Release Date: 2003
Distribution Company: Magnolia Pictures
Director: Andrew Jarecki
Run time: 107 minutes
Seen on: Netflix DVD
Tone: Contains graphic descriptions of child abuse and language
I decided to watch this film for two reasons. First, it is number 20 on "50 Documentaries to See Before you Die." Second, I plan to see 16 Acres at the Maryland Film Festival next week. Richard Hankin is the director of that film, and he was the co-producer and editor for this film. I hope by seeing other works by the directors, it will give me a better sense of the documentaries.
"Capturing the Friedmans" uses interviews and home footage to tell the story of Albert and Jesse Friedman, father and son, residents of Great Neck, NY in the 1980s who were both charged and plead guilty to child molestation. The father, Albert, plead guilty first, in hopes of sparing his 19 year old son.
The interviews are of judges, lawyers, prosecutors, police detectives, students, parents, and immediate family members. The film is remarkable for telling the story both from within and from without the convicted's family. All those interviewed seem reliable, however, their reliable stories contradict one another. The film also contains home videos from the Friedman family, which shows both a loving relationship between brothers and a conflicting parental relationship.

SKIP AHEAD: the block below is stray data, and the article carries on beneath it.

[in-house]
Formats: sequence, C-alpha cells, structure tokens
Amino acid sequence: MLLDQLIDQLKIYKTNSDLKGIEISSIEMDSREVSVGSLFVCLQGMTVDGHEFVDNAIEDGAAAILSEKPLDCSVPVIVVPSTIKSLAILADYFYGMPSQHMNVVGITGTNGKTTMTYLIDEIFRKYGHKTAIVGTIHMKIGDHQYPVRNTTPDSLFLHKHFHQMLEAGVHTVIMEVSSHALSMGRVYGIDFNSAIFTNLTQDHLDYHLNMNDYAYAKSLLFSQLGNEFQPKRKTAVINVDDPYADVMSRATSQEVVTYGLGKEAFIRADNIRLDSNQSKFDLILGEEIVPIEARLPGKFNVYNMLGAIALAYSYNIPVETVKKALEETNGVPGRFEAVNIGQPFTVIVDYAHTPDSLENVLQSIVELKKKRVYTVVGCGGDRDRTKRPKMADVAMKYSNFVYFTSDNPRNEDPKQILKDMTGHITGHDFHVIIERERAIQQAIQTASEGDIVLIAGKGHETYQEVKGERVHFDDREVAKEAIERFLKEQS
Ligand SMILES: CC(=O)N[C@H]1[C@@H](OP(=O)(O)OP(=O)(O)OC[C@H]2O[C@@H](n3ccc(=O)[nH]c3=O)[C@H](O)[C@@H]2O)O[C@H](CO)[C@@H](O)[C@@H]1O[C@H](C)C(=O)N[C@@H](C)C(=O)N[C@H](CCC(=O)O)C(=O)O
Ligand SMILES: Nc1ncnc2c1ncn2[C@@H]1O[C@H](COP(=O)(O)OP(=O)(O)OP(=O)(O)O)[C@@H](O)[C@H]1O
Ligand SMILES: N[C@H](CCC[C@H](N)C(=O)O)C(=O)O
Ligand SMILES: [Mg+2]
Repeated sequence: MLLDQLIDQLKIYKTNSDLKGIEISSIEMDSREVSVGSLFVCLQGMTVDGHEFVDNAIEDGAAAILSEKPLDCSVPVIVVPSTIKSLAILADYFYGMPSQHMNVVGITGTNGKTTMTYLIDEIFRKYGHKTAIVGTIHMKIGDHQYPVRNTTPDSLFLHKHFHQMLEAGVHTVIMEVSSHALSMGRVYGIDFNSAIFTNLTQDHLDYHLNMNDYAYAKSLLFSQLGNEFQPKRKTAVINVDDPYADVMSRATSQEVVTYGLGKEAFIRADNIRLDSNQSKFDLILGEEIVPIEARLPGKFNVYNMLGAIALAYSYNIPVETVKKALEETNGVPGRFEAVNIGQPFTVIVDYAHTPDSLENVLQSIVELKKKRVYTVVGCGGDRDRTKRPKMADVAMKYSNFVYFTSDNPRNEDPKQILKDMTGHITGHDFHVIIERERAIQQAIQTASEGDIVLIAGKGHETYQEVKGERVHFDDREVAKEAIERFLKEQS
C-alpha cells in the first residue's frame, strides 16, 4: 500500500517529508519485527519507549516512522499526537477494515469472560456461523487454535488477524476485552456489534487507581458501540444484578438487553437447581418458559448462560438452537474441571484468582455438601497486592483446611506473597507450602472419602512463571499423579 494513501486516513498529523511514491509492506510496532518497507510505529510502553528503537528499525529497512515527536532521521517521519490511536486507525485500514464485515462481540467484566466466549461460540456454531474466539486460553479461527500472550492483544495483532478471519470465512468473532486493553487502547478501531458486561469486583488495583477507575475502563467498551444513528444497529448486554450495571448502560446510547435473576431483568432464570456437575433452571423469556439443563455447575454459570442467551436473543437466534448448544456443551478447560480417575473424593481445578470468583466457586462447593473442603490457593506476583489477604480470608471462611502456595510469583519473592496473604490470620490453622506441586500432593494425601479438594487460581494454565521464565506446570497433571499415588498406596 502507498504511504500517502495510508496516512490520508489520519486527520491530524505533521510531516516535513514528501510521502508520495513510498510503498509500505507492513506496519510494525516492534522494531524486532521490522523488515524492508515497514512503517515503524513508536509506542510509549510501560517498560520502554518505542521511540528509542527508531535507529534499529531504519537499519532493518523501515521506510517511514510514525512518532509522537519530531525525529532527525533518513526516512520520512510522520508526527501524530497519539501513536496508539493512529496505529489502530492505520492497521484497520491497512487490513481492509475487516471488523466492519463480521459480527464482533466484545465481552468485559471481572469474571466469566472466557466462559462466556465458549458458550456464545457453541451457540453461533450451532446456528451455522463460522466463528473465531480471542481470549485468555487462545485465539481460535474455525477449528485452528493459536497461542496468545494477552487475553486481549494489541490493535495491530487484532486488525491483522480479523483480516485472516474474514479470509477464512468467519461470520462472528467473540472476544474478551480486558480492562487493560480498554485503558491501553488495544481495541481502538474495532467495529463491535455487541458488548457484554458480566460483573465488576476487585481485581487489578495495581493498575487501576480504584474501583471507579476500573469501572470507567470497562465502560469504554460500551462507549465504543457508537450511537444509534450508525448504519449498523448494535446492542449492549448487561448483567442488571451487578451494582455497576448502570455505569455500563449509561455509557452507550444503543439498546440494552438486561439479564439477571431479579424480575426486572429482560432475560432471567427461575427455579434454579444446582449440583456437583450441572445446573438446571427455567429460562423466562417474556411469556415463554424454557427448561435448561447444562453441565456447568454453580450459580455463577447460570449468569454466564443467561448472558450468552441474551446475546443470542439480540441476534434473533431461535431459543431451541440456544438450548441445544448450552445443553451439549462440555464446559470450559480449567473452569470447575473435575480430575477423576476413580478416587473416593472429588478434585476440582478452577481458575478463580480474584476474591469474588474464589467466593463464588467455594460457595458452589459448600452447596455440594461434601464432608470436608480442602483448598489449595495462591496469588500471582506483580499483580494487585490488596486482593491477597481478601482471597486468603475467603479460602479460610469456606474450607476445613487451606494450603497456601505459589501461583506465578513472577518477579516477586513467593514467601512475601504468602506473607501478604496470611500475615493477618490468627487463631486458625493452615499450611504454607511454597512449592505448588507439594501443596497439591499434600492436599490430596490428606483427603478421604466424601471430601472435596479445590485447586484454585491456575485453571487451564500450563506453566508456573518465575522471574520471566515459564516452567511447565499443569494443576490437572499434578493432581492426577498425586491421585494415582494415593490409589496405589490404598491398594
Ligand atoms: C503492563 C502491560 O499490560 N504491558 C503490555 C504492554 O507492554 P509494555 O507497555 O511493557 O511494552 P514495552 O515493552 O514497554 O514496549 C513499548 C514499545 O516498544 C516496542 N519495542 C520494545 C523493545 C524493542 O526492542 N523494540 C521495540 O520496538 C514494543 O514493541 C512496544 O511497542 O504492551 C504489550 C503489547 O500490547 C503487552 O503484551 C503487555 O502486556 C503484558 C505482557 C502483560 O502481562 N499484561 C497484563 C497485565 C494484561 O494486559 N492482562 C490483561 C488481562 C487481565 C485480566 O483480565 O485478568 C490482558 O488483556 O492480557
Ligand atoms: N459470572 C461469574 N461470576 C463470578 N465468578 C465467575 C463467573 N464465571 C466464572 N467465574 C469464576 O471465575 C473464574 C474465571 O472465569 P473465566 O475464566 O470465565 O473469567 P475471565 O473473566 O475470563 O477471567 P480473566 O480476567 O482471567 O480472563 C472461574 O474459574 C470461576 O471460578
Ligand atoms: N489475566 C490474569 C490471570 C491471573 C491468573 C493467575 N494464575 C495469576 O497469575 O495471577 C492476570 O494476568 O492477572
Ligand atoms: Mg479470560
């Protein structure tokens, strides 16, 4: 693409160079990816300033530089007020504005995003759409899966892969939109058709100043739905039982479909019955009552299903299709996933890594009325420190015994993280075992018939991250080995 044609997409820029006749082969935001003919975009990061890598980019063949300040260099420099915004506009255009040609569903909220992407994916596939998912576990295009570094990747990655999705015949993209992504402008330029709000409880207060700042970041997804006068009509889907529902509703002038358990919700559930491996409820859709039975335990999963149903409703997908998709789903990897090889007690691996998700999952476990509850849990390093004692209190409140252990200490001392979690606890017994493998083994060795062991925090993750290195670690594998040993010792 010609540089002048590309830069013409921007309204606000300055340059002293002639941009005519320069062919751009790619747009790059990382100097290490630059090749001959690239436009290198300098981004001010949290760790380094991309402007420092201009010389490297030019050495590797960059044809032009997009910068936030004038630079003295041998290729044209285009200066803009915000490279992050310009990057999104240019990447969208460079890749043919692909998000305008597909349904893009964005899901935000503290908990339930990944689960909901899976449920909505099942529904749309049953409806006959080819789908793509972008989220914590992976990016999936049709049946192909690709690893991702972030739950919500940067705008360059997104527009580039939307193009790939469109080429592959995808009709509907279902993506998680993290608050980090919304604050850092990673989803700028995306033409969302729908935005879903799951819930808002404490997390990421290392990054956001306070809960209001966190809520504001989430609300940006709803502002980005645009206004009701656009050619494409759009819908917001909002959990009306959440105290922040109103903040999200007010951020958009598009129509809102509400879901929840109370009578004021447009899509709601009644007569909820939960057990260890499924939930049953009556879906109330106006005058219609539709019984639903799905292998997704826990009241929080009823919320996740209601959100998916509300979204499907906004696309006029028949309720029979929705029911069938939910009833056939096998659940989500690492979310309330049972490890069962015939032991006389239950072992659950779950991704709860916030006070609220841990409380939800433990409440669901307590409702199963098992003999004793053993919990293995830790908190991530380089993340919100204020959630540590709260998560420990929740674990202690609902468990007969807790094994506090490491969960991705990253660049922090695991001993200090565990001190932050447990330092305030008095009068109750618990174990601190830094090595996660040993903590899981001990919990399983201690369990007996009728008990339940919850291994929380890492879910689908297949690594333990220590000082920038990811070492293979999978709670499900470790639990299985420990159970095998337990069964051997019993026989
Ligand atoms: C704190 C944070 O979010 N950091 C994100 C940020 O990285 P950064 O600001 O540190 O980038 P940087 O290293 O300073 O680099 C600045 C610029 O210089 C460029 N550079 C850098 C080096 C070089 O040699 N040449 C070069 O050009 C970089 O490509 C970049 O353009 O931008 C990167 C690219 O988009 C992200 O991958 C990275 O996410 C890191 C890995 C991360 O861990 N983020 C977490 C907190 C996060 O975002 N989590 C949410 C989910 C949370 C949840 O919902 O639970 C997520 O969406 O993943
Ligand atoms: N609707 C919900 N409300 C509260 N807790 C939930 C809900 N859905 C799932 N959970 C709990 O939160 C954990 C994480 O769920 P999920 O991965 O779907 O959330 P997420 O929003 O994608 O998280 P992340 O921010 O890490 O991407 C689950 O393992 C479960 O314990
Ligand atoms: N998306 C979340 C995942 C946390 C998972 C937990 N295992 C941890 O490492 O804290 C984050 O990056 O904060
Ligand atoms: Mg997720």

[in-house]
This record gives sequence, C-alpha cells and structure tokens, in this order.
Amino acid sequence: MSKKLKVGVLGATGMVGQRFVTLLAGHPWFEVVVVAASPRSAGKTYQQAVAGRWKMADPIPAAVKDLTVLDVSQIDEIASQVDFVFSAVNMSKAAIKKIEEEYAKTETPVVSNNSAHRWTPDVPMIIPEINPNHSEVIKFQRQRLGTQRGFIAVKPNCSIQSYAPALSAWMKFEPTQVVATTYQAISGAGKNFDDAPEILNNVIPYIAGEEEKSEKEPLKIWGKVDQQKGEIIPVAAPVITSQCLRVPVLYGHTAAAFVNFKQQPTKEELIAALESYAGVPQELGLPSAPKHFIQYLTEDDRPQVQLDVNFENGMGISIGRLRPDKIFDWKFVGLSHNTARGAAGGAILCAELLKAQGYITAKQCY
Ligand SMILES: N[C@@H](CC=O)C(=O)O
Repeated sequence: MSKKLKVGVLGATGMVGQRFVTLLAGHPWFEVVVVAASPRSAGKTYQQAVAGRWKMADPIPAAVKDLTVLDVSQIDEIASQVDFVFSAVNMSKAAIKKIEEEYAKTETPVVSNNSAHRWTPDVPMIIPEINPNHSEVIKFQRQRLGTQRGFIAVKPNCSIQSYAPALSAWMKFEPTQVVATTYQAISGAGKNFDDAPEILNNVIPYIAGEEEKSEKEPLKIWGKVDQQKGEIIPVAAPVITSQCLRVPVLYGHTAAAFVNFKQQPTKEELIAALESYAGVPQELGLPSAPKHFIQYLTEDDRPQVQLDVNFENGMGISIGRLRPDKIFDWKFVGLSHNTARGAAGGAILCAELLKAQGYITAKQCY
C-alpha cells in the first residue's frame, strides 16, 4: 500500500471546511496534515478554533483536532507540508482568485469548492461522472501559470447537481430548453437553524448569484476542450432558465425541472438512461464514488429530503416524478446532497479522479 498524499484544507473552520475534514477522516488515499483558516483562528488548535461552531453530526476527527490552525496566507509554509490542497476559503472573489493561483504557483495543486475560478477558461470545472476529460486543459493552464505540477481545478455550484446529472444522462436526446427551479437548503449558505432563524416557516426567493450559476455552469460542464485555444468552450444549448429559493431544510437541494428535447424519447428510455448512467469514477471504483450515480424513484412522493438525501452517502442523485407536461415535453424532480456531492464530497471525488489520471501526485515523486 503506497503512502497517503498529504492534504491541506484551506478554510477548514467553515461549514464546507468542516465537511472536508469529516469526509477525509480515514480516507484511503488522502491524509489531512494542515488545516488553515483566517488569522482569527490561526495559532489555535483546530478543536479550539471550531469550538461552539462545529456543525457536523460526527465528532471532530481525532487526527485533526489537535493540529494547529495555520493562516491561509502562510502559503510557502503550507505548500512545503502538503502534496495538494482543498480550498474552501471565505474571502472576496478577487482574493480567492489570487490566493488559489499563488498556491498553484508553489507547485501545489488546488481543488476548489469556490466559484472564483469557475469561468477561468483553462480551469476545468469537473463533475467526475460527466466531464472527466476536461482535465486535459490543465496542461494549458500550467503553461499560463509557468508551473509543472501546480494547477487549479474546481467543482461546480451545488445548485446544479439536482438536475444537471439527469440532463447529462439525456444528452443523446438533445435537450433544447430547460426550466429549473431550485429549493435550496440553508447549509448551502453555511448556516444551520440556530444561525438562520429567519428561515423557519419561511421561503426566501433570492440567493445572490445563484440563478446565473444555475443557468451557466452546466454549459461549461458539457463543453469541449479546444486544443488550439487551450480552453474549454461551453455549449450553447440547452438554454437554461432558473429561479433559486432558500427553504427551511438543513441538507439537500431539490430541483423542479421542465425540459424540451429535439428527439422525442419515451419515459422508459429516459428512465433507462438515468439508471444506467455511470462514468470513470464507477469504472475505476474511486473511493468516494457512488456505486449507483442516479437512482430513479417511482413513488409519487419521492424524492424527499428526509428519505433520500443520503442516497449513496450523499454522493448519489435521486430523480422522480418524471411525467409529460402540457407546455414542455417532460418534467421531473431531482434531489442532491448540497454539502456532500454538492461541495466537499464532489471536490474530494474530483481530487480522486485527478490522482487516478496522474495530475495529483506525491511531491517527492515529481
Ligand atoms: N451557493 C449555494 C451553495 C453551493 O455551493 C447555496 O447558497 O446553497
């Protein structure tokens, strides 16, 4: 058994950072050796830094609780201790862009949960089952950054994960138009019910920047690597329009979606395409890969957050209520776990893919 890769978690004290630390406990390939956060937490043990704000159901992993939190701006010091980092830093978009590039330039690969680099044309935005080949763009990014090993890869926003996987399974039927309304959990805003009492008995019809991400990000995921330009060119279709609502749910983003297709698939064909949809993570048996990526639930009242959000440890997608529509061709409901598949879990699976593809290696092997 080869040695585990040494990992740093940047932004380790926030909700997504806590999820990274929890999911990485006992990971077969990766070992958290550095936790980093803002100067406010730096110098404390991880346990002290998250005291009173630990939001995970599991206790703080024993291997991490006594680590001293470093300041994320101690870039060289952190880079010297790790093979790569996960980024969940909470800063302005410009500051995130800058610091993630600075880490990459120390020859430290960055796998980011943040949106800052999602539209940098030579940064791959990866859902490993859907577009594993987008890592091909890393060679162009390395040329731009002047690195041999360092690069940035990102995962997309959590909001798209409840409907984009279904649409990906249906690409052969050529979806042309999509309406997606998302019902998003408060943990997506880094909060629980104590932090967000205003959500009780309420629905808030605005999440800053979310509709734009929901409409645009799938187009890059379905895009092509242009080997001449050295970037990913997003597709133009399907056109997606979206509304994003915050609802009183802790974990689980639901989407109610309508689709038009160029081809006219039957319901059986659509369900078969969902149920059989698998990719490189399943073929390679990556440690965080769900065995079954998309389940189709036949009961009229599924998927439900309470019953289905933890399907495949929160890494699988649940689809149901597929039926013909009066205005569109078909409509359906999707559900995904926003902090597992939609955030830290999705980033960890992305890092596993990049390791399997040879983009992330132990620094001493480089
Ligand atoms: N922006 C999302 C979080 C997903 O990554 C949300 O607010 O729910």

The film is graphic, containing descriptions of abuse, strong language, and fighting. It is a powerful film, which causes one to consider several opposing views.
The film may be best described by Washington Post columnist Desson Howe, writing, "It's testament to Jarecki's superbly wrought film that everyone seems to be, simultaneously, morally suspect and strikingly innocent as they relate their stories and assertions...This is a film about the quagmire of mystery in every human soul."